ACL Reconstruction Rehabilitation – The Long Term Effects of 2 Postoperative Rehabilitation Programs


A new study examining the outcomes of two different rehabilitation programs following anterior cruciate ligament (ACL) reconstruction was recently published in AJSM.  The authors, from Oslo University in Norway, compared the outcomes from two groups of 74 patients (mean age 28 years old) after 6 months of rehabilitation.

Group one performed a neuromuscular exercise program consisting of what the authors defined as balance exercises, dynamic joint stability exercises, plyometric exercises, agility drills, and sport specific drills.  The program was previously described in a JOSPT article here.

Group two consisted of a gradual progressive strengthening program for the lower extremity muscles, with specific emphasis on the quadriceps, hamstrings, gluteus medii, and gastrocnemii.

In general, the results show that:

  • At 6 months, the neuromuscular group had higher Cincinnati knee scores and global function rating (this was actually previously published in Physical Therapy here).
  • At 1 year, the neuromuscular group continued to have higher Cincinnati knee scores and global function scores.  The neuromuscular group also had less pain at 1 year out.
  • At 1 and 2 years, the strengthening group showed significantly stronger hamstrings
  • This finding was not statistically significant, but thought it was worth mentioning that the neuromuscular group had greater laxity on KT testing at the 6 month, 1 year, and 2 year marks – up to 33% more laxity.  There is some debate that accelerated rehab may lead to graft elongation.


Clinical Implications

There are several implications from this study.  First and foremost, it appears that neuromuscular and strengthen exercise programs following ACL reconstruction are safe and effective in restoring function.  Neuromuscular control exercises appear to lead to better functional outcomes, at least for the first year.  This makes sense, as balance and proprioception will likely have significant carry over into everyday activities.  But one thing keeps coming back to me when I look at these results:

The best rehabilitation program likely combines both strengthening and neuromuscular control exercises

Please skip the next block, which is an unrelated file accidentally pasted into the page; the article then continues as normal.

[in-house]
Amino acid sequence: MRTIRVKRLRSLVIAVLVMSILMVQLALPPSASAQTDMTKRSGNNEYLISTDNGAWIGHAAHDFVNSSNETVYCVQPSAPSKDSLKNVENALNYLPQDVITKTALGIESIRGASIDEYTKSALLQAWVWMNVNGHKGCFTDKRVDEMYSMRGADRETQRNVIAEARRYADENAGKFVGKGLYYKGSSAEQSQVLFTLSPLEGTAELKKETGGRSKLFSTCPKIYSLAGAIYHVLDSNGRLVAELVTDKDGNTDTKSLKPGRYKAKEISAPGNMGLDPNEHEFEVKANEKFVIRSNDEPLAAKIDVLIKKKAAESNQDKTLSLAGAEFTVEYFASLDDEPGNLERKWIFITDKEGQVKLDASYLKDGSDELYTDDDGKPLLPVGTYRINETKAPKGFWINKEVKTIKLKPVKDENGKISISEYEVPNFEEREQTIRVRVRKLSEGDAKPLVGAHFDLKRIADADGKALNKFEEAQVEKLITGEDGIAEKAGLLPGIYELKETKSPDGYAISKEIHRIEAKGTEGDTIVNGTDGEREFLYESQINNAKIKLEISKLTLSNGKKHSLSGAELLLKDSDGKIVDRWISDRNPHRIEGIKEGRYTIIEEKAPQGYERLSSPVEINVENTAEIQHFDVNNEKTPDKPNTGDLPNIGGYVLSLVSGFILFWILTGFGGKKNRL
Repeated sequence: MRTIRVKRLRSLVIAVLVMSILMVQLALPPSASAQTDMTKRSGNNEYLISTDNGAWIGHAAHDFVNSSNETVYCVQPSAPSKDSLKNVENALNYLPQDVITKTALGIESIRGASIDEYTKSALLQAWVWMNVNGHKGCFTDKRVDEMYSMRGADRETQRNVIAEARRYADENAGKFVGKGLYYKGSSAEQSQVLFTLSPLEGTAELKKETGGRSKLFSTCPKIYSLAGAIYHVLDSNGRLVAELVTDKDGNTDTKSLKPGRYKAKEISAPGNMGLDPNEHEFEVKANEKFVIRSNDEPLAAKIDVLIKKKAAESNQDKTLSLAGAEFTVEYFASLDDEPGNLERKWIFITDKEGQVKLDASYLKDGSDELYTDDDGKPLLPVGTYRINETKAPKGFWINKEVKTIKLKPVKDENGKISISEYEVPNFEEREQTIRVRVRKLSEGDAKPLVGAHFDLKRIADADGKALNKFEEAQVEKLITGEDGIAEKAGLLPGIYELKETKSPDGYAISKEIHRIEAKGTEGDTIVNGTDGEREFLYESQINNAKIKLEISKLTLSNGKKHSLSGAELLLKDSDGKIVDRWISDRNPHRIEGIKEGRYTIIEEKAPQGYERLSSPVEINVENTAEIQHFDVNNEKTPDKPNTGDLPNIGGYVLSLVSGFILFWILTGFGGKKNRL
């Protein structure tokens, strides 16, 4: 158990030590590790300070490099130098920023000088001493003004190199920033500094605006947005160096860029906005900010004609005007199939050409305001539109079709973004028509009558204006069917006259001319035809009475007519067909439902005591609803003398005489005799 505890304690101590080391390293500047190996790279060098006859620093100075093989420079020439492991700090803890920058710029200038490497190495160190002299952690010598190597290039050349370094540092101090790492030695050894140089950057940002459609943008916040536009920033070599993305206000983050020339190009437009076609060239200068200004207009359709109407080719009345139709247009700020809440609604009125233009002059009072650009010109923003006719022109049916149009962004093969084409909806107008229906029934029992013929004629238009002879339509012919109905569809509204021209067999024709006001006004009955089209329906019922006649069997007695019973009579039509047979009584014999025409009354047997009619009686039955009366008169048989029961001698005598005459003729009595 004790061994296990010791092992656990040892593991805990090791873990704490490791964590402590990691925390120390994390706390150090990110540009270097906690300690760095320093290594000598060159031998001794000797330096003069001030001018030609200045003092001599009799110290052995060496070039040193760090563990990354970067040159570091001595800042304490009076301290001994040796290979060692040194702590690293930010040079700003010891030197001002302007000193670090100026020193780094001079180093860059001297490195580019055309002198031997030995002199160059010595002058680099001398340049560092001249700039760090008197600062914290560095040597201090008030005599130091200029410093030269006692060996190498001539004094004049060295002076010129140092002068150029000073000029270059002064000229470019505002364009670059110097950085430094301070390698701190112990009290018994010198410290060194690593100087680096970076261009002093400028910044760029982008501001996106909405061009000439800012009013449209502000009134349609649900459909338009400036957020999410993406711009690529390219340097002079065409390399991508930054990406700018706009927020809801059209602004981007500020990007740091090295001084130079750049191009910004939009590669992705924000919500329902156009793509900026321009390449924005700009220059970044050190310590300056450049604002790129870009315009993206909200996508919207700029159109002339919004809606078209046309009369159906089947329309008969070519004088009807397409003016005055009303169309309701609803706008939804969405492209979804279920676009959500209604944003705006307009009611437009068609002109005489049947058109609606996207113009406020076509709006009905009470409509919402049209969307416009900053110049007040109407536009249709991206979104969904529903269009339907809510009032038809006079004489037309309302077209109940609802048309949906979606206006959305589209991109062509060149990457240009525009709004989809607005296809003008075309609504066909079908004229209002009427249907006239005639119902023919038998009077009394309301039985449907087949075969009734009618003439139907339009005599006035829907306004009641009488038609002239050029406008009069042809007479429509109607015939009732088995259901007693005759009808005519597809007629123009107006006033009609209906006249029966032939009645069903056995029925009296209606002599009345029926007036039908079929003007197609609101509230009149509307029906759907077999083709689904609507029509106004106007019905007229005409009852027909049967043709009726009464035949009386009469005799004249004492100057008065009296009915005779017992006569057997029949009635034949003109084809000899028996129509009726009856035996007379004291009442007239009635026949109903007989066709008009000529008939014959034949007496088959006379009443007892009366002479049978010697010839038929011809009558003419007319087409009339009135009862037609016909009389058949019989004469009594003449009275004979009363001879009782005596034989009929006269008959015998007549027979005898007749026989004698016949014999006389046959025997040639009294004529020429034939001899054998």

This is how I have always approached ACL patients (and pretty much every injury).  Why choose between optimal function vs. optimal strength when you can have both!?

As an aside, two things I learned about Norway – 1) Insurance routinely covers ACL rehab for 6 months, sweet!  and 2) The mean time from injury to surgery was more than 46 weeks.  So much for universal health care!



Risberg MA, & Holm I (2009). The long-term effect of 2 postoperative rehabilitation programs after anterior cruciate ligament reconstruction: a randomized controlled clinical trial with 2 years of follow-up. The American journal of sports medicine, 37 (10), 1958-66 PMID: 19556470

8 replies
  1. theeverydayathletenews
    theeverydayathletenews says:

    When Talking Balance and Proprioceptive exercises are there any that are specific to the knee (ACL, lateral and medial compartments) Other than prescribing more global proprioceptive (ie single leg balance progressed to airex etc.)

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  3. Nick Pontifex
    Nick Pontifex says:

    Since your talking about ACL rehab Mike, still planning on a post for functional Knee braces?


  4. amy castillo
    amy castillo says:

    Good Point Christie. And since these are perhaps the non-copers, maybe greater neuromuscular control deficits?

  5. Christie Downing, PT, DPT, Dip MDT
    Christie Downing, PT, DPT, Dip MDT says:

    Echoing Kory,

    I agree, it seems logical. Utilize both. There's a study for you to do, Mike…repeat the study but with a third group.

    Here's a question I would have about the 46 weeks. After 46 weeks, how many of them were satisfied to NOT have surgery???

  6. Kory Zimney, PT
    Kory Zimney, PT says:

    Thanks for sharing Mike. I couldn't agree with you more. I get frustrated with therapist that get so focused on one thing and that it is the only thing that should be used.

    To me it's like painting a picture and saying you should use red and someone else thinks that blue is better. Why not use both not only do you get both colors, you can create a third color, purple!!!!

    We have to go back to realizing that it is the principle behind why we do something or not and not just the method we learned from someone, a journal article or saw on YouTube. One of my favorite quotes…"Study principles not methods, a mind that can grasp principles will create its own methods."

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